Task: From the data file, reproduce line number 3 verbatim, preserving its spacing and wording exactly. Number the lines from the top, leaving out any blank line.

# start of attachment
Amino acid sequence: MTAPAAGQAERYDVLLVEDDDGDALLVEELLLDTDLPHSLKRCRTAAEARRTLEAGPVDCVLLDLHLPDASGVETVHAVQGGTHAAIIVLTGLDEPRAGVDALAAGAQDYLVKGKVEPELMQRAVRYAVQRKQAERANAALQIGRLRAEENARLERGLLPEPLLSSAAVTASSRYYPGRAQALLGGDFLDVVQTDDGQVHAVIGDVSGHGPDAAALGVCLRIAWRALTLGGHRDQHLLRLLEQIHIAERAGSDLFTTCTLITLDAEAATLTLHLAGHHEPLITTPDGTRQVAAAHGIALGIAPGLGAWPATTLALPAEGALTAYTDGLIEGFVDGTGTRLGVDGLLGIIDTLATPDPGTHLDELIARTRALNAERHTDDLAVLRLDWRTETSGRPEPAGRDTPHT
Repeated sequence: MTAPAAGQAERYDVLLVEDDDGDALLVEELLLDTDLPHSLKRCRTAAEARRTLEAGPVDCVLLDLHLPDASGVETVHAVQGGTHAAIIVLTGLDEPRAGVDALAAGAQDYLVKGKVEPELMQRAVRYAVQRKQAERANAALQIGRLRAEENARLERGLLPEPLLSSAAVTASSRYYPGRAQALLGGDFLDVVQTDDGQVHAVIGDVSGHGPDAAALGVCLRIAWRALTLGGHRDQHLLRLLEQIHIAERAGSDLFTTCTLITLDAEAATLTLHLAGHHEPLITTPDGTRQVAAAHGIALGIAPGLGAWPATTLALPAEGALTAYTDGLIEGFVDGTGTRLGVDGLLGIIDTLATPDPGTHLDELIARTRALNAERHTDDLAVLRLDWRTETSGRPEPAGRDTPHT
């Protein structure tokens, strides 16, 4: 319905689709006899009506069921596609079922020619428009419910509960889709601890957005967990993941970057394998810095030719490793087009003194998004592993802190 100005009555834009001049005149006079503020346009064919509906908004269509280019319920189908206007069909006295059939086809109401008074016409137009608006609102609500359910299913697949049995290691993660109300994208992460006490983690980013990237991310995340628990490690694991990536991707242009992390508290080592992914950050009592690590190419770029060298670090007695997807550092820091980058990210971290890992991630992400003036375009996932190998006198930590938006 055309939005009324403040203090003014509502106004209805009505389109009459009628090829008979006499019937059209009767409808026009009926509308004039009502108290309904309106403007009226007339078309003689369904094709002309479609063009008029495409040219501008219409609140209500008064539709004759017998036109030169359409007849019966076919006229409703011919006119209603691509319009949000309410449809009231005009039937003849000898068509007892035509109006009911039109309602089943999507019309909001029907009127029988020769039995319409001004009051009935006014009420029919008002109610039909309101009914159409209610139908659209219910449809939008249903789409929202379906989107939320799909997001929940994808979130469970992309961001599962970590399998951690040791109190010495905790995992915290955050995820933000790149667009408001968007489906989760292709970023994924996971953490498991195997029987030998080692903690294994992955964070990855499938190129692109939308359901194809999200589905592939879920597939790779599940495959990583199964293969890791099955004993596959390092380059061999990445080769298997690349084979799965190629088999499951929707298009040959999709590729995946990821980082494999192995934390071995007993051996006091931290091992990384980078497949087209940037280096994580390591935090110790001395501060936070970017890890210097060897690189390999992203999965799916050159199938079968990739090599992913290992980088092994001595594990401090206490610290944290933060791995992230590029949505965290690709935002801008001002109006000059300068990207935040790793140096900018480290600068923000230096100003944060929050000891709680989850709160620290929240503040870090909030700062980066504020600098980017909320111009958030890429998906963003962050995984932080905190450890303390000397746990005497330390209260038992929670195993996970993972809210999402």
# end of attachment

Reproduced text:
């Protein structure tokens, strides 16, 4: 319905689709006899009506069921596609079922020619428009419910509960889709601890957005967990993941970057394998810095030719490793087009003194998004592993802190 100005009555834009001049005149006079503020346009064919509906908004269509280019319920189908206007069909006295059939086809109401008074016409137009608006609102609500359910299913697949049995290691993660109300994208992460006490983690980013990237991310995340628990490690694991990536991707242009992390508290080592992914950050009592690590190419770029060298670090007695997807550092820091980058990210971290890992991630992400003036375009996932190998006198930590938006 055309939005009324403040203090003014509502106004209805009505389109009459009628090829008979006499019937059209009767409808026009009926509308004039009502108290309904309106403007009226007339078309003689369904094709002309479609063009008029495409040219501008219409609140209500008064539709004759017998036109030169359409007849019966076919006229409703011919006119209603691509319009949000309410449809009231005009039937003849000898068509007892035509109006009911039109309602089943999507019309909001029907009127029988020769039995319409001004009051009935006014009420029919008002109610039909309101009914159409209610139908659209219910449809939008249903789409929202379906989107939320799909997001929940994808979130469970992309961001599962970590399998951690040791109190010495905790995992915290955050995820933000790149667009408001968007489906989760292709970023994924996971953490498991195997029987030998080692903690294994992955964070990855499938190129692109939308359901194809999200589905592939879920597939790779599940495959990583199964293969890791099955004993596959390092380059061999990445080769298997690349084979799965190629088999499951929707298009040959999709590729995946990821980082494999192995934390071995007993051996006091931290091992990384980078497949087209940037280096994580390591935090110790001395501060936070970017890890210097060897690189390999992203999965799916050159199938079968990739090599992913290992980088092994001595594990401090206490610290944290933060791995992230590029949505965290690709935002801008001002109006000059300068990207935040790793140096900018480290600068923000230096100003944060929050000891709680989850709160620290929240503040870090909030700062980066504020600098980017909320111009958030890429998906963003962050995984932080905190450890303390000397746990005497330390209260038992929670195993996970993972809210999402």